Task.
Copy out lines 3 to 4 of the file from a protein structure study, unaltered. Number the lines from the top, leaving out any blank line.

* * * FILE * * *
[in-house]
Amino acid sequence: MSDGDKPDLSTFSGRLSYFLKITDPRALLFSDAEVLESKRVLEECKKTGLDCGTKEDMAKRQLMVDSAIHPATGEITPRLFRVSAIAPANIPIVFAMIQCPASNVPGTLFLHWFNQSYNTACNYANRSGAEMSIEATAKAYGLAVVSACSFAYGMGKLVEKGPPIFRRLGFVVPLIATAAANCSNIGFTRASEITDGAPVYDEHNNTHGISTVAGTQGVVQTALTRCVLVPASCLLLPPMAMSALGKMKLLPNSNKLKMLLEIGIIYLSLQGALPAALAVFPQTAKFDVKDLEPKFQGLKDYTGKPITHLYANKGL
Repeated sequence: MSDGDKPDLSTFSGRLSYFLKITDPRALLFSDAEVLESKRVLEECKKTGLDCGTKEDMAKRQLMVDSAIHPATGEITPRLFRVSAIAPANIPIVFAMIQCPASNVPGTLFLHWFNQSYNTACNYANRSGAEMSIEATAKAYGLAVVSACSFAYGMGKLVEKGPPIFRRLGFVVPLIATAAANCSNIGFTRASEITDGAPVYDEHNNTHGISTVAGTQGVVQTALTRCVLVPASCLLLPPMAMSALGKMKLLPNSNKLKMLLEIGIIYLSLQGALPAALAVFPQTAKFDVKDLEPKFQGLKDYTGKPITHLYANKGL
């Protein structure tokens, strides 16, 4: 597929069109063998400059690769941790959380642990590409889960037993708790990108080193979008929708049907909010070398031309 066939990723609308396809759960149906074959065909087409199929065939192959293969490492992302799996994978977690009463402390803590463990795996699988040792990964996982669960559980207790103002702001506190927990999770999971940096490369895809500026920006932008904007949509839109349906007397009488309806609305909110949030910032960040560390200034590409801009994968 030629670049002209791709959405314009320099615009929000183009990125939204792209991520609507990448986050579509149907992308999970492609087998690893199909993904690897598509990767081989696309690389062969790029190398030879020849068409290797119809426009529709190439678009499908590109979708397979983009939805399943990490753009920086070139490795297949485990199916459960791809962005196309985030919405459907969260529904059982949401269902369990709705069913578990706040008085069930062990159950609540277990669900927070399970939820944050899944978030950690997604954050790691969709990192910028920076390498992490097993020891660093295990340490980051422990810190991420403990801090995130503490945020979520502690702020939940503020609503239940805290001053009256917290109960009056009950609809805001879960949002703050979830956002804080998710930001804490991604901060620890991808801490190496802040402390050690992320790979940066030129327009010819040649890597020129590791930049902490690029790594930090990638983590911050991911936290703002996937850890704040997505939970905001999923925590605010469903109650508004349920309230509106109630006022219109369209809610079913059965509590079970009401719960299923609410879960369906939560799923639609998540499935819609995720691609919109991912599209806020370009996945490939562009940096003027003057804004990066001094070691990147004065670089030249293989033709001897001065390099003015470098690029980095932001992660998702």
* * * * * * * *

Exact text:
Repeated sequence: MSDGDKPDLSTFSGRLSYFLKITDPRALLFSDAEVLESKRVLEECKKTGLDCGTKEDMAKRQLMVDSAIHPATGEITPRLFRVSAIAPANIPIVFAMIQCPASNVPGTLFLHWFNQSYNTACNYANRSGAEMSIEATAKAYGLAVVSACSFAYGMGKLVEKGPPIFRRLGFVVPLIATAAANCSNIGFTRASEITDGAPVYDEHNNTHGISTVAGTQGVVQTALTRCVLVPASCLLLPPMAMSALGKMKLLPNSNKLKMLLEIGIIYLSLQGALPAALAVFPQTAKFDVKDLEPKFQGLKDYTGKPITHLYANKGL
């Protein structure tokens, strides 16, 4: 597929069109063998400059690769941790959380642990590409889960037993708790990108080193979008929708049907909010070398031309 066939990723609308396809759960149906074959065909087409199929065939192959293969490492992302799996994978977690009463402390803590463990795996699988040792990964996982669960559980207790103002702001506190927990999770999971940096490369895809500026920006932008904007949509839109349906007397009488309806609305909110949030910032960040560390200034590409801009994968 030629670049002209791709959405314009320099615009929000183009990125939204792209991520609507990448986050579509149907992308999970492609087998690893199909993904690897598509990767081989696309690389062969790029190398030879020849068409290797119809426009529709190439678009499908590109979708397979983009939805399943990490753009920086070139490795297949485990199916459960791809962005196309985030919405459907969260529904059982949401269902369990709705069913578990706040008085069930062990159950609540277990669900927070399970939820944050899944978030950690997604954050790691969709990192910028920076390498992490097993020891660093295990340490980051422990810190991420403990801090995130503490945020979520502690702020939940503020609503239940805290001053009256917290109960009056009950609809805001879960949002703050979830956002804080998710930001804490991604901060620890991808801490190496802040402390050690992320790979940066030129327009010819040649890597020129590791930049902490690029790594930090990638983590911050991911936290703002996937850890704040997505939970905001999923925590605010469903109650508004349920309230509106109630006022219109369209809610079913059965509590079970009401719960299923609410879960369906939560799923639609998540499935819609995720691609919109991912599209806020370009996945490939562009940096003027003057804004990066001094070691990147004065670089030249293989033709001897001065390099003015470098690029980095932001992660998702």